John Prine Shares His Songwriting Process

John Prine Shares His Songwriting Process | I Love Classic Rock Videos

John Prine for "Summer's End" - John Prine / Youtube

In celebration of the late iconic folk singer-songwriter’s life and body of work, let us take a deep dive into John Prine’s songwriting process.

Prine shared that he didn’t want to release another album that was just a so-so effort, as he’s done it and has no plans to do it again. He says that there are a lot of people that still wait on him and his releases, and said that they didn’t deserve some half-assed effort that was put out every few years just for the heck of it. With that in mind, here are some excerpts from a 2017 Rolling Stone interview of the singer-songwriter and the secrets behind some of his hits.

“Angel From Montgomery” – John Prine (1971)

Prine shared that he wrote this song from a woman’s perspective, saying that it was important to speak from the first-person point of view when you create a character. “I could say “she is lonely, or she doesn’t wash the pots and pans,” [but] you gotta write her from the person that you’re singing about, you know?” he said. “When I had all that pointed out to me many years later, I thought, wow, ignorance is bliss as a writer, I think. A lot of women do “Angel From Montgomery” and it’s always interesting to hear. A lot of them I hear are doing Bonnie Raitt’s version. I always loved Bonnie, and Bonnie put her name on that song and she got it out there for the world to hear,” Prine said, praising Raitt’s efforts.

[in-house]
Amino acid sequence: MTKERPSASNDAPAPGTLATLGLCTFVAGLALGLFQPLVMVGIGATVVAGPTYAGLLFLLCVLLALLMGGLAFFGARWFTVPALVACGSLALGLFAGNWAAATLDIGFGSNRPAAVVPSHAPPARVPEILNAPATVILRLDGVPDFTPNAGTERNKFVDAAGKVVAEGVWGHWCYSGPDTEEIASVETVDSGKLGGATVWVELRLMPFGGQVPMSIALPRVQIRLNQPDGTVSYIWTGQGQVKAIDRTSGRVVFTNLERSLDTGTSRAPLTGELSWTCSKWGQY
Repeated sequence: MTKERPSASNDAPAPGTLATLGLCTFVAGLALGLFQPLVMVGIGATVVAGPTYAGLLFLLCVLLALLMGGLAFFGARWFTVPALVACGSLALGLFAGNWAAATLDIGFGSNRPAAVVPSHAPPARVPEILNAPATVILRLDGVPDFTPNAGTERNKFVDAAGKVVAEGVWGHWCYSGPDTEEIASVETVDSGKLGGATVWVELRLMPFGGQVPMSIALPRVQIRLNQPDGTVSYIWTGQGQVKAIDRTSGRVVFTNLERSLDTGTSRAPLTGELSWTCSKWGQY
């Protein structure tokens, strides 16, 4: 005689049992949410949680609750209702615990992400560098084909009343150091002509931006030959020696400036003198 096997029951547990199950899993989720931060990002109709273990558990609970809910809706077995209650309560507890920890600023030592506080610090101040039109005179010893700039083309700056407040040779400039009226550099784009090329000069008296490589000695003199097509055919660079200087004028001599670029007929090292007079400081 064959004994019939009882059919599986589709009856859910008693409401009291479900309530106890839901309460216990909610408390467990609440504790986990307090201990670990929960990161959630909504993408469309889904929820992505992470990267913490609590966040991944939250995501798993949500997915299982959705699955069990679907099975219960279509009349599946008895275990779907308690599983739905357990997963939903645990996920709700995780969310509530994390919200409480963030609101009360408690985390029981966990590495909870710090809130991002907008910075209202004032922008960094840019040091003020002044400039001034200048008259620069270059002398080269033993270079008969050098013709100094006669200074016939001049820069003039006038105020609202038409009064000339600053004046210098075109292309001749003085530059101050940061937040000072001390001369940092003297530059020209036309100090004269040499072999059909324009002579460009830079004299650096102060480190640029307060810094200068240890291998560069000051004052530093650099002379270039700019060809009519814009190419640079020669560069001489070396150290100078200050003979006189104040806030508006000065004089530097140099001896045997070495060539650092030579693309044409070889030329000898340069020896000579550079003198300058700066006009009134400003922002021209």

“Far From Me” – John Prine (1971)

“Far From Me” was Prine’s example of how he progressed with every song that he wrote. He said that he’d already figured out what he wanted to do, adding that: “I didn’t think about how I wanted to set it up, but I pictured it first and then filled in the picture, the way I could see how it went down between this guy and this waitress. “We used to laugh together / And we’d dance to any old song / Well, you know, she still laughs with me / But she waits just a second too long,” I was trying to write about the in-between spaces – the time in between the doors are getting slammed and sitting there having an argument, what is that little space in between? That’s kind of unexplainable. But you explain it with something that’s very plausible and something that happens. When people react to that, that’s the reward for me.”

“Souvenirs” – Diamonds In The Rough (1972)

“Souvenirs” was written with Prine’s brother, Doug, whom he went to a carnival with during their childhood. Doug was lost in the crowd, where his parents frantically searched for him along with the police sifting through the throng of people. “I remember I was crying, and I thought my brother was gone forever, you know,” Prine said. “And I had this small horse he’d won it for me at one of the stands. A small horse with red sparkles all over it, and I was holding it in my hand and I just kept thinking, “Oh, it’s all I’ve got left of him is this souvenir.” And later, I told him years after I wrote that song, “You know, that song’s about you … I kept coming up with that picture of me as a kid, and me thinking you were lost forever, you know.” And I’d always dedicate it to him. I sang it to him on his deathbed. It was just the emotion of that happening, and I put it into words so I could get over to somebody else how I felt that day, without explaining that it was about losing my brother,” he concluded.